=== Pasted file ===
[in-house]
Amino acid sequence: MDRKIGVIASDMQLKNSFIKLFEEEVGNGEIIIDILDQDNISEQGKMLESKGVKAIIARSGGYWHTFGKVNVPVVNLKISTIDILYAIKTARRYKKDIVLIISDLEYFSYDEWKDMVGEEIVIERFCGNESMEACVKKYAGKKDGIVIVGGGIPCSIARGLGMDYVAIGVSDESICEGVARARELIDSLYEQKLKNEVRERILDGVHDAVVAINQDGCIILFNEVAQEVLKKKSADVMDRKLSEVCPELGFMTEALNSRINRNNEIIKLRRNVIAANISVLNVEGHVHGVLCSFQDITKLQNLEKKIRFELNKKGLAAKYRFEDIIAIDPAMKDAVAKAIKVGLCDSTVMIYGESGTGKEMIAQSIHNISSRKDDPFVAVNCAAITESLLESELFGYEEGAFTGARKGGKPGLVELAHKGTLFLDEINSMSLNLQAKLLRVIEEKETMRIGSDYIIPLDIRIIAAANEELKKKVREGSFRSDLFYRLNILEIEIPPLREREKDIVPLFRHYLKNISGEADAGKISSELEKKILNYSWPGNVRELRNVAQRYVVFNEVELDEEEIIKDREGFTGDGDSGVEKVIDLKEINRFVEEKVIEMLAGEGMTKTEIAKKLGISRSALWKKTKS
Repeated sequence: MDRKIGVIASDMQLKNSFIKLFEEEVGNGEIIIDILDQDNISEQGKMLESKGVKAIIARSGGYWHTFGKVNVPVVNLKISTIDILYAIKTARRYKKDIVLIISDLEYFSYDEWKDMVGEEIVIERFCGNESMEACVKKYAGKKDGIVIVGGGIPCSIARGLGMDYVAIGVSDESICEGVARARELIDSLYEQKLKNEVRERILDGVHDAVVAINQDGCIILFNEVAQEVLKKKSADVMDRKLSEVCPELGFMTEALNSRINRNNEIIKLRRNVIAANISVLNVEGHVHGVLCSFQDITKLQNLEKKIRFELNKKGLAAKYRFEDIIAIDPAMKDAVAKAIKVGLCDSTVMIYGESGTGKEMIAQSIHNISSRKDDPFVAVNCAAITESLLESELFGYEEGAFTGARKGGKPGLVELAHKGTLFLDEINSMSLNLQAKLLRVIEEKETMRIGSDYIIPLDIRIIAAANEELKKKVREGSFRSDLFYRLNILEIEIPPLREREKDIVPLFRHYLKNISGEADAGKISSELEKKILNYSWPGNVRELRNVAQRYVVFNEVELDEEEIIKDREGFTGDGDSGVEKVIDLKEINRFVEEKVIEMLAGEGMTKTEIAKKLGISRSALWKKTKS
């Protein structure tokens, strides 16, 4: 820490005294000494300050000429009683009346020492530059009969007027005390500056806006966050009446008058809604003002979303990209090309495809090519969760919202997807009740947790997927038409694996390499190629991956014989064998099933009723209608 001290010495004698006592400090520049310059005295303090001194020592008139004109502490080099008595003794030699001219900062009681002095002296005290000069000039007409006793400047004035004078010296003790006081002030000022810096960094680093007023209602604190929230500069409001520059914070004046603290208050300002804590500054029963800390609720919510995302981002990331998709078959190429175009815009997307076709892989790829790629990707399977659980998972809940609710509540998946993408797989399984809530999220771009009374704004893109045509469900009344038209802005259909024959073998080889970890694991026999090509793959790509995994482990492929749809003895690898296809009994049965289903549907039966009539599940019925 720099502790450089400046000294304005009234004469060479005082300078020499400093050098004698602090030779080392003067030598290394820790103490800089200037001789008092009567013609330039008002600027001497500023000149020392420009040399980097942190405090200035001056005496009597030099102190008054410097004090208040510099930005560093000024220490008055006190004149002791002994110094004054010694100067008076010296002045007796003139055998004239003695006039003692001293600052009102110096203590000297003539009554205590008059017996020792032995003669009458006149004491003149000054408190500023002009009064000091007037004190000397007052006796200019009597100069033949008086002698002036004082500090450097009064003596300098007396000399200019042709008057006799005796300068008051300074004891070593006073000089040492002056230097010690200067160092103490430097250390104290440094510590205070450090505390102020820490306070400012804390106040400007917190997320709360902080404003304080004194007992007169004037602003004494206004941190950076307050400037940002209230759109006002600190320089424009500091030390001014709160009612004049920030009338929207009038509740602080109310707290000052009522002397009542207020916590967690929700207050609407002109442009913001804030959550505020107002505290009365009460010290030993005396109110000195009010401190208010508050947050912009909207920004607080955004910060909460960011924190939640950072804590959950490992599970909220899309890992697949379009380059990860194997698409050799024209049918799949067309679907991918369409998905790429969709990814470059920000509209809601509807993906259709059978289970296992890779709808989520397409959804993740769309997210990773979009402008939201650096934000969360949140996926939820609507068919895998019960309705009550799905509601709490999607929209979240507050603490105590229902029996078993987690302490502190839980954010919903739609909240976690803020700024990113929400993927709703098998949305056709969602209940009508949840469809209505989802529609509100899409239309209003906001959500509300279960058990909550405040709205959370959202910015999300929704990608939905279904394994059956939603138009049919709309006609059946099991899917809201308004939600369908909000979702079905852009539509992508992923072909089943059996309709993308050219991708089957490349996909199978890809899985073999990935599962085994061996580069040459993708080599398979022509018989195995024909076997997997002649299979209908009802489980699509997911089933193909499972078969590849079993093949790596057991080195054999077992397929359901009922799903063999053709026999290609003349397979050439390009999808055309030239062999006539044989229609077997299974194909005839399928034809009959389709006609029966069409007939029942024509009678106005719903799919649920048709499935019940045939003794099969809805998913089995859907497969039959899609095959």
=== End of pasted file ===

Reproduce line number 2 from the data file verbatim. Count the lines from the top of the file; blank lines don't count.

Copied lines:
Amino acid sequence: MDRKIGVIASDMQLKNSFIKLFEEEVGNGEIIIDILDQDNISEQGKMLESKGVKAIIARSGGYWHTFGKVNVPVVNLKISTIDILYAIKTARRYKKDIVLIISDLEYFSYDEWKDMVGEEIVIERFCGNESMEACVKKYAGKKDGIVIVGGGIPCSIARGLGMDYVAIGVSDESICEGVARARELIDSLYEQKLKNEVRERILDGVHDAVVAINQDGCIILFNEVAQEVLKKKSADVMDRKLSEVCPELGFMTEALNSRINRNNEIIKLRRNVIAANISVLNVEGHVHGVLCSFQDITKLQNLEKKIRFELNKKGLAAKYRFEDIIAIDPAMKDAVAKAIKVGLCDSTVMIYGESGTGKEMIAQSIHNISSRKDDPFVAVNCAAITESLLESELFGYEEGAFTGARKGGKPGLVELAHKGTLFLDEINSMSLNLQAKLLRVIEEKETMRIGSDYIIPLDIRIIAAANEELKKKVREGSFRSDLFYRLNILEIEIPPLREREKDIVPLFRHYLKNISGEADAGKISSELEKKILNYSWPGNVRELRNVAQRYVVFNEVELDEEEIIKDREGFTGDGDSGVEKVIDLKEINRFVEEKVIEMLAGEGMTKTEIAKKLGISRSALWKKTKS